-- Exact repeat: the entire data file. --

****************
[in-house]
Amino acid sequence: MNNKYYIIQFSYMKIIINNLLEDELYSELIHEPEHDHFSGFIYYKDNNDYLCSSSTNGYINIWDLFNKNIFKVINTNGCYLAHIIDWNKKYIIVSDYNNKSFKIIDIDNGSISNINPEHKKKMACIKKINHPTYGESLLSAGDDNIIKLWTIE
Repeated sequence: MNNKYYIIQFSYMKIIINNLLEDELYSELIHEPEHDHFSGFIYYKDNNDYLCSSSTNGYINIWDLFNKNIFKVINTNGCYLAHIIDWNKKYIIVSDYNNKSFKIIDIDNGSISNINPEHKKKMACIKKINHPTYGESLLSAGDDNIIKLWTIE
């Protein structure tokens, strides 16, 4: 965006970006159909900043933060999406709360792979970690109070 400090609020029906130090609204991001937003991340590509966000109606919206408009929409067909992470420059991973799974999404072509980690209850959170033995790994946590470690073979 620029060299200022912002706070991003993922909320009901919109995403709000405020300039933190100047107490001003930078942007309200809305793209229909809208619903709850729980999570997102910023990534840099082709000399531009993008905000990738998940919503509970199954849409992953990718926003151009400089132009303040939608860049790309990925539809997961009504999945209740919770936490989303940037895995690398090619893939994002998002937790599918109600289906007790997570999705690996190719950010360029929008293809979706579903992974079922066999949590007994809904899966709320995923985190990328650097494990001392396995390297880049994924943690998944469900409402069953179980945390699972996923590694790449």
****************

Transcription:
[in-house]
Amino acid sequence: MNNKYYIIQFSYMKIIINNLLEDELYSELIHEPEHDHFSGFIYYKDNNDYLCSSSTNGYINIWDLFNKNIFKVINTNGCYLAHIIDWNKKYIIVSDYNNKSFKIIDIDNGSISNINPEHKKKMACIKKINHPTYGESLLSAGDDNIIKLWTIE
Repeated sequence: MNNKYYIIQFSYMKIIINNLLEDELYSELIHEPEHDHFSGFIYYKDNNDYLCSSSTNGYINIWDLFNKNIFKVINTNGCYLAHIIDWNKKYIIVSDYNNKSFKIIDIDNGSISNINPEHKKKMACIKKINHPTYGESLLSAGDDNIIKLWTIE
């Protein structure tokens, strides 16, 4: 965006970006159909900043933060999406709360792979970690109070 400090609020029906130090609204991001937003991340590509966000109606919206408009929409067909992470420059991973799974999404072509980690209850959170033995790994946590470690073979 620029060299200022912002706070991003993922909320009901919109995403709000405020300039933190100047107490001003930078942007309200809305793209229909809208619903709850729980999570997102910023990534840099082709000399531009993008905000990738998940919503509970199954849409992953990718926003151009400089132009303040939608860049790309990925539809997961009504999945209740919770936490989303940037895995690398090619893939994002998002937790599918109600289906007790997570999705690996190719950010360029929008293809979706579903992974079922066999949590007994809904899966709320995923985190990328650097494990001392396995390297880049994924943690998944469900409402069953179980945390699972996923590694790449």